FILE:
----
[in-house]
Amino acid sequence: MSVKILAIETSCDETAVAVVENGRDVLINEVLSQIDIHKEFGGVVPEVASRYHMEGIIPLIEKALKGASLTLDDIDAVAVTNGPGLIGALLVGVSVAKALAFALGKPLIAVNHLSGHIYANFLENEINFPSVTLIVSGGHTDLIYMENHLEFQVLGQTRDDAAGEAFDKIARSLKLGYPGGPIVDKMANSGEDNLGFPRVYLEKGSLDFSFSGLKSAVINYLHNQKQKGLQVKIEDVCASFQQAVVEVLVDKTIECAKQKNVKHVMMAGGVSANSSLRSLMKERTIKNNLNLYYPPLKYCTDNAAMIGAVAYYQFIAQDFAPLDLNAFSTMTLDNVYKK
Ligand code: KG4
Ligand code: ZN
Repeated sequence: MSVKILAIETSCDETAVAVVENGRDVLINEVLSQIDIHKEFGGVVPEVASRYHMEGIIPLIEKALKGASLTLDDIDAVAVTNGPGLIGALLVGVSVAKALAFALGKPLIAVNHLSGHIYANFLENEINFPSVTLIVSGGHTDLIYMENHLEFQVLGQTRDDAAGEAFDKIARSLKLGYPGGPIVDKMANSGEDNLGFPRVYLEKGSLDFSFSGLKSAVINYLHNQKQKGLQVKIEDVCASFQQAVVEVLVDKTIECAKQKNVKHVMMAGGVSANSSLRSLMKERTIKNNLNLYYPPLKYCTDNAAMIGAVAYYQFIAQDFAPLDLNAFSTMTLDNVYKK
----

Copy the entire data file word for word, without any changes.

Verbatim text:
[in-house]
Amino acid sequence: MSVKILAIETSCDETAVAVVENGRDVLINEVLSQIDIHKEFGGVVPEVASRYHMEGIIPLIEKALKGASLTLDDIDAVAVTNGPGLIGALLVGVSVAKALAFALGKPLIAVNHLSGHIYANFLENEINFPSVTLIVSGGHTDLIYMENHLEFQVLGQTRDDAAGEAFDKIARSLKLGYPGGPIVDKMANSGEDNLGFPRVYLEKGSLDFSFSGLKSAVINYLHNQKQKGLQVKIEDVCASFQQAVVEVLVDKTIECAKQKNVKHVMMAGGVSANSSLRSLMKERTIKNNLNLYYPPLKYCTDNAAMIGAVAYYQFIAQDFAPLDLNAFSTMTLDNVYKK
Ligand code: KG4
Ligand code: ZN
Repeated sequence: MSVKILAIETSCDETAVAVVENGRDVLINEVLSQIDIHKEFGGVVPEVASRYHMEGIIPLIEKALKGASLTLDDIDAVAVTNGPGLIGALLVGVSVAKALAFALGKPLIAVNHLSGHIYANFLENEINFPSVTLIVSGGHTDLIYMENHLEFQVLGQTRDDAAGEAFDKIARSLKLGYPGGPIVDKMANSGEDNLGFPRVYLEKGSLDFSFSGLKSAVINYLHNQKQKGLQVKIEDVCASFQQAVVEVLVDKTIECAKQKNVKHVMMAGGVSANSSLRSLMKERTIKNNLNLYYPPLKYCTDNAAMIGAVAYYQFIAQDFAPLDLNAFSTMTLDNVYKK